“NUWC & USCG Evaluate Underwater Threat Detection” –SeaWaves

Atlantic Ocean (May 5, 2005) – Members of SEAL Delivery Vehicle Team Two (SDVT-2) prepare to launch one of the team’s SEAL Delivery Vehicles (SDV) from the back of the Los Angeles-class attack submarine USS Philadelphia (SSN 690) on a training exercise. The SDVs are used to carry Navy SEALs from a submerged submarine to enemy targets while staying underwater and undetected. SDVT-2 is stationed at Naval Amphibious Base Little Creek, Va., and conducts operations throughout the Atlantic, Southern, and European command areas of responsibility. U.S. Navy photo by Chief Photographer’s Mate Andrew McKaskle (RELEASED)

SeaWaves reports,

Naval Undersea Warfare Center (NUWC) Division Newport’s Argus Expeditionary Maritime Defense System team recently partnered with the U.S. Coast Guard Research and Development Center to evaluate capabilities that could aid the Coast Guard’s detection efforts, particularly with counter-unmanned undersea vehicle missions.

Italian Manned Torpedo. Photographed 1998, Submarine Museum, Gosport.

Countering Unmanned Underwater Vehicles is perhaps a new area of interest for the Coast Guard, but underwater threats to shoreside facilities and harbors are not new. The most successful of the threat organizations was Italy’s 10th Assault Vehicle Flotilla, Decima Flottiglia MAS. They used a variety of surface and subsurface craft, including the one pictured above, in more than a dozen operations, to sank or damaged five warships (totalling 72,000 tons) and 20 merchant ships (totalling 130,000 GRT). These included the Heavy Cruiser HMS York (lost after being wrecked and run aground to keep her from sinking) and severe damage to battleships HMS Valiant (out of service for seven months) and HMS Queen Elizabeth (out of service for a year and a half).

There are lots of successor organizations out there including all of the “axis of evil” usual suspects. After all, swimmer delivery vehicles are a lot easier to build than submarines and diver propulsion devices are available commercially.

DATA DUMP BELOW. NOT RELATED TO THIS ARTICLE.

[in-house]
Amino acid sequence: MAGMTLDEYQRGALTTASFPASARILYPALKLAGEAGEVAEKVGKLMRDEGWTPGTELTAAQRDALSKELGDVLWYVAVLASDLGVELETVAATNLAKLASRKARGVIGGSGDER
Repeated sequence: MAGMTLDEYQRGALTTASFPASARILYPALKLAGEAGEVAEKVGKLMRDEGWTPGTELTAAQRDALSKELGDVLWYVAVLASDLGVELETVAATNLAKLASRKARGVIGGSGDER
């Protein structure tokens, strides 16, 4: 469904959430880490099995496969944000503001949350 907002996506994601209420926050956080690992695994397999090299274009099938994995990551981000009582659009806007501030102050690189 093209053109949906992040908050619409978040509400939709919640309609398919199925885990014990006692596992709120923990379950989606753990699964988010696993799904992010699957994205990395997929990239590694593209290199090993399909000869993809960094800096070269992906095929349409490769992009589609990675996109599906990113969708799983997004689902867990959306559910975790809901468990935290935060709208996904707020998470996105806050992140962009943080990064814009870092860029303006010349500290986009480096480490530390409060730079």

The increased challenge presented by UUVs is that they may be harder to detect, and once you identify a threat, how do you eliminate it?

2 United States Marines Cpt.Lawrence R Gentile and Ssgt Robert Romito Maritime Special Purpose Force (MSPF) with a Diver Propulsion Vehicle, or Device (DPD).

Croatian R-2M submersible, Photo by Ex13 via Wikipedia, 2010

Manned torpedo used by the Argentine Navy, especially built for operations in cold waters. Photo by DagosNavy via Wikipedia, 25 February 2010

Thanks to Paul for bringing this to my attention. 

Philippine 378 Upgrade

BRP Ramon Alcaraz sporting her new Sea Giraffe radar in Cebu.

When the US Coast Guard Hamilton class 378 foot WHECs were decommissioned and transferred to other nations, the AN/SPS-40 air search radars were removed, along with the Phalanx close in weapon system. At least one of the three former cutters, in service with the Philippine Navy, has been upgraded with the addition of a Sea Giraffe multi-mode radar and a pair of 25mm Mk38 guns as can be seen on these photos of BRP Ramon Alcaraz (former USCGC Dallas). There were plans to acquire at least two Sea Giraffe radars. I can’t say how far they have gotten.

The Sea Giraffe, USN designation AN/SPS-77, is the radar that will equip the Argus class OPCs. It is also currently installed on Independence class LCS.

I found these on Facebook, but apparently they came from Daryll Evan Mancao’ Flickr page.

BRP Ramon Alcaraz (former USCGC Dallas) equipped with new Sea Giraffe multi-mode radar in Cebu.

Shipboard Panoramic Electro-Optic/Infrared (SPEIR) program

L3 Harris Mk20 mod1 Electro Optic Sensor System. (Picture source Navy Recognition)

It appears the Navy has a new AI aided sensor system going into low-rate production called the “Shipboard Panoramic Electro-Optic/Infrared (SPEIR) program.” It looks like it may ultimately go on every Navy surface combatant, and that it may be scalable to make it applicable to units as small as patrol boats.

The DOD daily digest bulletin for 26 March reported,

NAVY